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jbertles

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About jbertles

  • Rank
    Senior Member
  • Birthday 01/28/1959

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    http://www.bashthetrash.com

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  • Location
    ny, usa
  • Occupation
    educator
  1. Apparently not all of the guns mounted on the Marder IIs were rechambered, The unmodified ones were called 7.62cm FK 296®. Can't confirm that that particular model came to NA tho.... BTW, Kingfish - check out this site: http://ipmsfinland.org/keskustelu/read.php?f=1&i=8856&t=8237&v=t Finnish StuG III Ausf C/Ds and Ausf F/8s in North Africa!
  2. Both Marder IIs and IIIs found their way into the Desert, where the 76.2 version of the III made the German supply situation just that much more complicated. The Russian 76.2 also was mounted on a Buessing-NAG 5-ton halftrack in two prototypes made specifically for the desert. The muzzle brake was removed from the gun, and a light armor shield provided for the crew.
  3. Out of 177 finally built, only "a few" had Littlejohns. No HE for the 2pdr. But "a few" (again) were converted to a CS role with 3in howitzers. From "British and American Tanks of WWII", Peter Chamberlain and Chris Ellis. The weight of a 2pdr and a 3in howitzer is about the same, so I suppose it's possible that the CS version could have been considered for glider use......
  4. My, my. So few AARs. It looks like everyone wants to audit the course, but few want to do the homework. Sheesh. You don't have to write a thesis, y'know. Most designers would be happy for even a few choice tidbits of info about their scenarios as seen from other eyes - you don't HAVE to go for the prize (although admittedly, a Richie model.... basically a new family heirloom....).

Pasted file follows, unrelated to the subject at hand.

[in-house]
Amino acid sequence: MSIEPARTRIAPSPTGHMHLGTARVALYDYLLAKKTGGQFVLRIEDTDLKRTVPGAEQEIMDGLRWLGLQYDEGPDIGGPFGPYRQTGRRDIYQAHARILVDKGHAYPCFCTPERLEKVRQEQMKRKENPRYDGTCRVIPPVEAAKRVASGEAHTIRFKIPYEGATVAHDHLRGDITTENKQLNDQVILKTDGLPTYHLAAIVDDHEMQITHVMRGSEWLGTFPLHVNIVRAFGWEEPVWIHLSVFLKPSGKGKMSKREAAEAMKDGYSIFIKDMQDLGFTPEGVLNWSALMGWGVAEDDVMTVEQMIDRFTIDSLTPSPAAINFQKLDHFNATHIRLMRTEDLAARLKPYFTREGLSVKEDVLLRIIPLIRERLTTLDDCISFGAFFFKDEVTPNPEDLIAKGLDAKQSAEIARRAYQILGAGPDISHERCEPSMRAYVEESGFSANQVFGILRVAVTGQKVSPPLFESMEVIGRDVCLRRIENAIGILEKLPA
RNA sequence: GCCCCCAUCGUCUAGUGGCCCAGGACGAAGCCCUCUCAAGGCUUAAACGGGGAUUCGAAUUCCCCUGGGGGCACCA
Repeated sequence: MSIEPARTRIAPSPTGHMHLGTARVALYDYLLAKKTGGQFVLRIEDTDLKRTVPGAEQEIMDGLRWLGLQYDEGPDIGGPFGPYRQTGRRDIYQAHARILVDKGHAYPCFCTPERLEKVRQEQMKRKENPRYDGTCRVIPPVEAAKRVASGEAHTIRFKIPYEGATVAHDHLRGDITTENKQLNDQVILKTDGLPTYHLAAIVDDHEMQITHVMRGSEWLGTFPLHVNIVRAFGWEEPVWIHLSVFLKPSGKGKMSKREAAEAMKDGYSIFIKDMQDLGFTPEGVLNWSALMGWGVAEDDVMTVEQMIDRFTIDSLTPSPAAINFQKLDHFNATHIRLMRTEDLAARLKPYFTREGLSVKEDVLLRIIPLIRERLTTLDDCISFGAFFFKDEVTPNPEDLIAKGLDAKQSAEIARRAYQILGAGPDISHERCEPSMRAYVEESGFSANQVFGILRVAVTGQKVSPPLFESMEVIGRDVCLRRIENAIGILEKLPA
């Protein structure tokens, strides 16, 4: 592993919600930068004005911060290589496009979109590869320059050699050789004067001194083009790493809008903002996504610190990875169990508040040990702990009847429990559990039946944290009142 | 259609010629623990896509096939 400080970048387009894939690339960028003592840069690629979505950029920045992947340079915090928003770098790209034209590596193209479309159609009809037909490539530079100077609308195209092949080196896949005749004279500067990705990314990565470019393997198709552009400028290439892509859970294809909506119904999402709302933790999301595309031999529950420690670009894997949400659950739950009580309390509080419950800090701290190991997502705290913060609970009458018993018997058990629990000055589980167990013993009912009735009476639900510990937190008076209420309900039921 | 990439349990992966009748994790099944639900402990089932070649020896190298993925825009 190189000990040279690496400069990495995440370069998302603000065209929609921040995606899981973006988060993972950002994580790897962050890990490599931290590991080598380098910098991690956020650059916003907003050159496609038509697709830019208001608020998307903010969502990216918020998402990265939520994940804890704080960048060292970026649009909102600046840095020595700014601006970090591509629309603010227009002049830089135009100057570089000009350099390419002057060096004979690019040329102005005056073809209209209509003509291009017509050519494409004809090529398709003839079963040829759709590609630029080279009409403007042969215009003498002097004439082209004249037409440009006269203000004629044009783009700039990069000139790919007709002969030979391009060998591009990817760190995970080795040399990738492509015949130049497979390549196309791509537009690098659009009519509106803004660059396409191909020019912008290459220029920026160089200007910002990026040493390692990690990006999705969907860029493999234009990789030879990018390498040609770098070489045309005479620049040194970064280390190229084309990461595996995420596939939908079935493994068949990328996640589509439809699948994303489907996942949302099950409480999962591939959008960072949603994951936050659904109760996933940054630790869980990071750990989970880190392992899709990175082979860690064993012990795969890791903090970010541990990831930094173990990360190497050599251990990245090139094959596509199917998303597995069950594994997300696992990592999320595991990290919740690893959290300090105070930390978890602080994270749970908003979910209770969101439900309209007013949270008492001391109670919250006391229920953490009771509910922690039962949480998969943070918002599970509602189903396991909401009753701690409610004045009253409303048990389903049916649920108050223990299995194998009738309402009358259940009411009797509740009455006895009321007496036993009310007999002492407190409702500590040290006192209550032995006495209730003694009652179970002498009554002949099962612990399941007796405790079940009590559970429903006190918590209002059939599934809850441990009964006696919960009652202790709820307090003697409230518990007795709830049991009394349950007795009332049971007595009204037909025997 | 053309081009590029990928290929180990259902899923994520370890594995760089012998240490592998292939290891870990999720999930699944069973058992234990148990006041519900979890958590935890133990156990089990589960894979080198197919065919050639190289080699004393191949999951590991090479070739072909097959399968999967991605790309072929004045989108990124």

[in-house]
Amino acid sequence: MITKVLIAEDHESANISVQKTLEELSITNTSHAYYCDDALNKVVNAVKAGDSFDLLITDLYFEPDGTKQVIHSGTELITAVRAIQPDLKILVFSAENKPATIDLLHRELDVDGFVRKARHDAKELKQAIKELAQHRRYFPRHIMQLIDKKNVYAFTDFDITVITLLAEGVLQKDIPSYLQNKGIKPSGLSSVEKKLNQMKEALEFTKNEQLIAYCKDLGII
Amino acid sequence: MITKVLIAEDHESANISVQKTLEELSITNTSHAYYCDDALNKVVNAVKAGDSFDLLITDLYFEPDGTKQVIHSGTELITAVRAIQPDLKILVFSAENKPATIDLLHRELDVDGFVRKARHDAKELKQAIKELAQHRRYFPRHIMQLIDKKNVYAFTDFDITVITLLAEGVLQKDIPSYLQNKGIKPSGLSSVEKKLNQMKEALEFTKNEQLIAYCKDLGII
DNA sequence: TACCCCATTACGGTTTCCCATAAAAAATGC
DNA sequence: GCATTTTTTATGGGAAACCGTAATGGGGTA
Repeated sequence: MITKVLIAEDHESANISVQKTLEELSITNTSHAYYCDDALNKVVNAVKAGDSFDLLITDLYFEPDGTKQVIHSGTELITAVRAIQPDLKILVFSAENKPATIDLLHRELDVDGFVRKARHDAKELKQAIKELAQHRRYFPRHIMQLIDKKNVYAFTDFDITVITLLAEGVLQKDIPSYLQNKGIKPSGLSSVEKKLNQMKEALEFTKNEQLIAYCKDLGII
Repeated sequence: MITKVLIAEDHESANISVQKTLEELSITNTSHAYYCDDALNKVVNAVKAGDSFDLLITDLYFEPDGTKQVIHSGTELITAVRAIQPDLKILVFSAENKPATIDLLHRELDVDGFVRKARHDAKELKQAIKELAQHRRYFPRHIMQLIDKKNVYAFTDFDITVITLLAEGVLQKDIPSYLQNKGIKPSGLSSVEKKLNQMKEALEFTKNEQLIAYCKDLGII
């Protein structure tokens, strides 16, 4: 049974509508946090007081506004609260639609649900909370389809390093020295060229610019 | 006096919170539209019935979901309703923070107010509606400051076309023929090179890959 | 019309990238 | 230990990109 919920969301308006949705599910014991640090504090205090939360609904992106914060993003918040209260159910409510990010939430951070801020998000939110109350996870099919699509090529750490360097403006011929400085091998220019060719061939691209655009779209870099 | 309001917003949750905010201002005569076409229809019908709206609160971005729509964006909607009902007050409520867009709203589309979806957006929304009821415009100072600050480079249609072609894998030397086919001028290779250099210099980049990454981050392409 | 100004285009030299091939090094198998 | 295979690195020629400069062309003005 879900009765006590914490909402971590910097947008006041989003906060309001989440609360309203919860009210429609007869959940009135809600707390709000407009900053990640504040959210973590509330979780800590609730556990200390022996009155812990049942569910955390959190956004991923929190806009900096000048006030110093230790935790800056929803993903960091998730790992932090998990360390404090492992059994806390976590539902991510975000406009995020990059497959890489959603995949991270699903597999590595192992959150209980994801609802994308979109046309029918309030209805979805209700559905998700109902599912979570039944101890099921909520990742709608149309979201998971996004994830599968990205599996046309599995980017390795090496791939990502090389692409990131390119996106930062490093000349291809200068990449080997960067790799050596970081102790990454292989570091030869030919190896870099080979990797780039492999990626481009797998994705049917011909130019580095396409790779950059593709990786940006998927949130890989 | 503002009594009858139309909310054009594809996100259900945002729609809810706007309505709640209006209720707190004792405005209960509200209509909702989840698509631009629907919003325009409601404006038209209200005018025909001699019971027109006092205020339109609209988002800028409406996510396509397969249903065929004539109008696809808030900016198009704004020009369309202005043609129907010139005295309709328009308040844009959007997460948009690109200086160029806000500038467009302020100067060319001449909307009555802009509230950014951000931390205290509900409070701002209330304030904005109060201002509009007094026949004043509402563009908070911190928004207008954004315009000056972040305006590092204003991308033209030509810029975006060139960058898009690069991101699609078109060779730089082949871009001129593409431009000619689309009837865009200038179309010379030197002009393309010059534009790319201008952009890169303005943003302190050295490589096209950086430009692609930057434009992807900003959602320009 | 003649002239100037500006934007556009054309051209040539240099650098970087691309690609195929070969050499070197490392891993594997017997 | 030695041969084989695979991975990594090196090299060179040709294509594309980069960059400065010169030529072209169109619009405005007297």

5. Originally posted by civdiv: ________ Anyway, just as the two squads assaulted, a half platoon of German reinforcements appeared litterally 5 meters from the two squads. The squads made short work of the reinforcements, but it kept them from assaulting the buttoned HT, that promptly slaughtered them. Maybe CM should show off board sound contacts to let you know something is about to appear? But that is definately a contributing factor in the HT causing 24 casualties. _______ Reinforcements materializing like that are a sign of sloppy scenario design, not bad game mechanics.
  6. Pz IVs seem to be 50 cal magnets. Happened to me as well. A .50 on a hill fired down on the rear of said Pz IV, and the crew bailed on the next turn. You could have knocked me over with a feather.